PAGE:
5 Other design issues or tax alternatives Value of uniform and up-to-date cadastre: –Choice of tax base for valuation informed by availability / verifiability of data –In cities choice between rental value, capital value, land value, market value –In rural areas: determined by land use potential (climatic regions, soil types, potential for crops multi-year cash flow potential) International practices & justification for land taxes (World Bank, 2006): –Promoting urban renewal –Ensuring productive use of restituted land –Defining property rights – against which emerging farmers can borrow –Creating land valuation capacity (needed for Capital Gains Tax) –Ease in structural / redistributional reforms –Saving on assessment costs –Discouraging foreign absentee ownership –Arresting excessive speculation –Managing political pressures regarding unequal access / ownership of land Policy question: revenue potential doubtful in Africa, given subsistence farming? –Land taxes generate up to 7% of total revenue in industrialized economies

6 Current SA land redistribution reforms SA Government seeks to accelerate land reform program – progressive land taxes are one of instruments (next to distributing govt.-owned land) Possibly extending property taxes as provided in Municipal Property Rates Act (MPRA) of 2004 to agricultural land – BUT relief for improvements 2 options investigated: –Agricultural land tax conforming to requirements of MPRA – fast-tracking reform –Drafting new law specific to agricultural land, assigning tax collections to local authorities (service delivery) or national government (land redistribution finance) According to MPRA total land surface of SA distributed across 237 local & metropolitan municipalities with mandate to levy property rates, however, only few collect currently from commercial farms –MPRA applicable to agri-land, taxing also improvement in support of simplicity? Pre-1994 many municipalities did exempt agricultural land, other used regressive charging: first ha was taxed 100X more than 20 th ha Central govt. will impose uniform standards and cap annual rate increases Currently, difficult discussion as to exempting certain lands or properties owned by govt.: dams, nature conservation sites, servitudes for power lines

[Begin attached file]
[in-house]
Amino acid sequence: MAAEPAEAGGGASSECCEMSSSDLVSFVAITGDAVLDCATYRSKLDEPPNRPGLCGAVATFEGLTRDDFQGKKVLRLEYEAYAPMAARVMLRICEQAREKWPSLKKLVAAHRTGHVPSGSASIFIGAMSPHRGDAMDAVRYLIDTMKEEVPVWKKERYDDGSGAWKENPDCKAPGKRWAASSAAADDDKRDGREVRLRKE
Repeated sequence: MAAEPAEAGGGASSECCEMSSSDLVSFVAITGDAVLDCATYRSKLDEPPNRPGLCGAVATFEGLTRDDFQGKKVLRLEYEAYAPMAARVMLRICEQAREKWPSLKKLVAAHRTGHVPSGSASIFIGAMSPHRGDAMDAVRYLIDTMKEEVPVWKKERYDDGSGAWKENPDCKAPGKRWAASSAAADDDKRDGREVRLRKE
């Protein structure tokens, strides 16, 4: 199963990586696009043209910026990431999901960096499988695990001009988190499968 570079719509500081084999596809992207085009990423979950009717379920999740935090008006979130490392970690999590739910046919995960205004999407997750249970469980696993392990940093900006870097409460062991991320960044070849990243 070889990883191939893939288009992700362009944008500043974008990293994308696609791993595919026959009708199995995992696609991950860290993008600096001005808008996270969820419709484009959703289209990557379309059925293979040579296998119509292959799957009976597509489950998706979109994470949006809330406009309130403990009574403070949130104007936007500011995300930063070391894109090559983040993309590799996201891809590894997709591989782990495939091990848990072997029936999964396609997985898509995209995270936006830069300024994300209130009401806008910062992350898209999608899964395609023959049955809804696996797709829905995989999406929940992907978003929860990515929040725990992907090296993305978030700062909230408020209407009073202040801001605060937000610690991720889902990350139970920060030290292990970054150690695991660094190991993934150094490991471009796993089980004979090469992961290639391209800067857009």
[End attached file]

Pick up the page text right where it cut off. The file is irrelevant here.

7 What about betterment/valorization taxes? Betterment taxes / special assessment apportion cost of public infrastructure investment to property owners benefiting from improvements –Levied for narrowly targeted public investment and charges limited to property owners who directly benefit from it –E.g., irrigation systems, new roads, urban renewal projects Special form of betterment tax is valorization tax has been successfully implemented in Columbia, Mexico to improve urban infrastructure but with active coordination, buy-in and public selection / prioritisation of projects (greening projects, street lighting, public libraries, sewers –Projects are compared as to benefits & costs, public mostly affected can make input and be consulted on execution of project –Deepening of democracy ought to be encouraged –In early 1960s Columbias valorization tax contributed up to 38.6% of total property tax collections